I am an enormous fan of Joseph Campbell's Hero's Journey. However, let me offer up another way to examine the hero figure. Northrop Frye’s description of literary modes in his essays collected in Anatomy of Criticism puts forward the idea that heroes can be divided into four types: mythic hero (man as a form of divinity, superior to all other men); the romantic hero (man as superior to other men, but not divine), the low mimetic hero (the hero as one of us) and ironic hero (the hero as lesser; the irony deriving from the idea of someone lesser taking on the role of hero).
There is no reason that this version of hero can't be used in conjunction with Campbell's vision, but it does offer an interesting look at hero for authors as we consider how to plot our literature and how to handle the role of hero in theme and plot resolution.
Consider Harry Potter (I've been re-examining these books of late). An essay by Kathleen Malu, an associate professor at William Patterson University in New Jersey, argues that Potter's success in children's literature is a represents something of a merger of romantic hero and iron hero. Her point of view is that while Harry has powers and opportunities that none of us may have access to, he is nonetheless an ordinary boy who struggles with common activities such as confusion over how to deal with certain interpersonal relationships, difficulty in mastering certain academic pursuits, and coming to terms with loss and identity. Indeed, while Harry may have access to supernatural abilities, the only time he seems to use these abilities is when he is presented with supernatural threats.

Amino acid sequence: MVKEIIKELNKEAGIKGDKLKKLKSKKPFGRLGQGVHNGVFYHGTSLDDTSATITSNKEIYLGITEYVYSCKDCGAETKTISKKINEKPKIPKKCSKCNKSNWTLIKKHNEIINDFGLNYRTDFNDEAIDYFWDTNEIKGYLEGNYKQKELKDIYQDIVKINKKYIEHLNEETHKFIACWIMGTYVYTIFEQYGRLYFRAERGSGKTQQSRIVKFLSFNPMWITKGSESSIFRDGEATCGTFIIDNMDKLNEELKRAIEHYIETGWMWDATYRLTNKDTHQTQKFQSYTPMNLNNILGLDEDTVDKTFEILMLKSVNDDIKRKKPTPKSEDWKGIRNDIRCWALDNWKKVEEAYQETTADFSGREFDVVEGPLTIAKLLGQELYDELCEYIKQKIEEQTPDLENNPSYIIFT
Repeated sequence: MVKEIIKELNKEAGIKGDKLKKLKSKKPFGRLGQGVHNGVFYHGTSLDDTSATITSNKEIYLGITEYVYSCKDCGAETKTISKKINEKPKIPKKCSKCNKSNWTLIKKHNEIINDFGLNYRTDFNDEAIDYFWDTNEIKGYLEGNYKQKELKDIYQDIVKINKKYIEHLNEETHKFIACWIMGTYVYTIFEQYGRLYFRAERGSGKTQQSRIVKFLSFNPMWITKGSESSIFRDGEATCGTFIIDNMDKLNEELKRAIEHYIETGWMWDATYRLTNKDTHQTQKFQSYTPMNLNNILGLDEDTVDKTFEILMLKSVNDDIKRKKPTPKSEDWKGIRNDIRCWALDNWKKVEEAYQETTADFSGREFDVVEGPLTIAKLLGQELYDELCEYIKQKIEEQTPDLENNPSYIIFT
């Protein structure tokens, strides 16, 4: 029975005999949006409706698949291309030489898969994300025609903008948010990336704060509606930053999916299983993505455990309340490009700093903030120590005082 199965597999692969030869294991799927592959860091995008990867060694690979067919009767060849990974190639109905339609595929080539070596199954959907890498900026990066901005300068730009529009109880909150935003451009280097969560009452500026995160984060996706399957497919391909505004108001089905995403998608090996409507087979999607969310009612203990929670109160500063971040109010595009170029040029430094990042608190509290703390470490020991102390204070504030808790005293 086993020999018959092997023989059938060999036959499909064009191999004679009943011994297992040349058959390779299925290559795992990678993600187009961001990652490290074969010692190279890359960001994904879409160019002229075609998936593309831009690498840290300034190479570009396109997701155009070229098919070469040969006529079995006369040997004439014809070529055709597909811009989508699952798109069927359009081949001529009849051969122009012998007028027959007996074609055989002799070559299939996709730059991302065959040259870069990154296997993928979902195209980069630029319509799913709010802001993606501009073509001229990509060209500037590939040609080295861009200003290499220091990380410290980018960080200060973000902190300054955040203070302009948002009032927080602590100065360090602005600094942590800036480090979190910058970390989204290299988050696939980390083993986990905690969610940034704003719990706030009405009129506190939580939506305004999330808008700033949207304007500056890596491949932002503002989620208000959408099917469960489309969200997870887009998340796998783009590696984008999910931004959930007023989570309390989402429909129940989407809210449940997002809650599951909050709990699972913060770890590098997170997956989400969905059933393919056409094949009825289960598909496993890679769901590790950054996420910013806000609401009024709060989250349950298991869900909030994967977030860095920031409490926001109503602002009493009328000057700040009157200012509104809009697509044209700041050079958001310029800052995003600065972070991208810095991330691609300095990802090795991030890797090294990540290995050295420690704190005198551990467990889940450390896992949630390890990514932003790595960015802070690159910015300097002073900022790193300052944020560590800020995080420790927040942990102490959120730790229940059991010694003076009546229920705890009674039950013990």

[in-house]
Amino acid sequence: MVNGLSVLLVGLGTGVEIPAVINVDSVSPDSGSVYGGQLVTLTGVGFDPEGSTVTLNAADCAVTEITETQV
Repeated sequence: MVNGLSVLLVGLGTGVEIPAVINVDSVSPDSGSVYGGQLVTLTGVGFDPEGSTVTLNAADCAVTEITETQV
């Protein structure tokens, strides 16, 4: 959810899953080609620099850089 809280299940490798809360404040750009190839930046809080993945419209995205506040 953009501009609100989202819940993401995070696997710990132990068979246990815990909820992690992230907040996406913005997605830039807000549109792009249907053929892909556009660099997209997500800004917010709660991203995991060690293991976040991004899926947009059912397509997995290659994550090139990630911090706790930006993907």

What about other figures in contemporary fantastic literature? Where would they fall in Frye's hierarchy. Laurel K. Hamilton's Anita Blake? Jim Butcher's Harry Dresden? What about William Jones' Rudolph Pearson?
Does this reading change anything? Why re-examine literature at all? Maybe because it's a way to enhance our appreciation, to give us a different perspective and to offer us a deeper reading.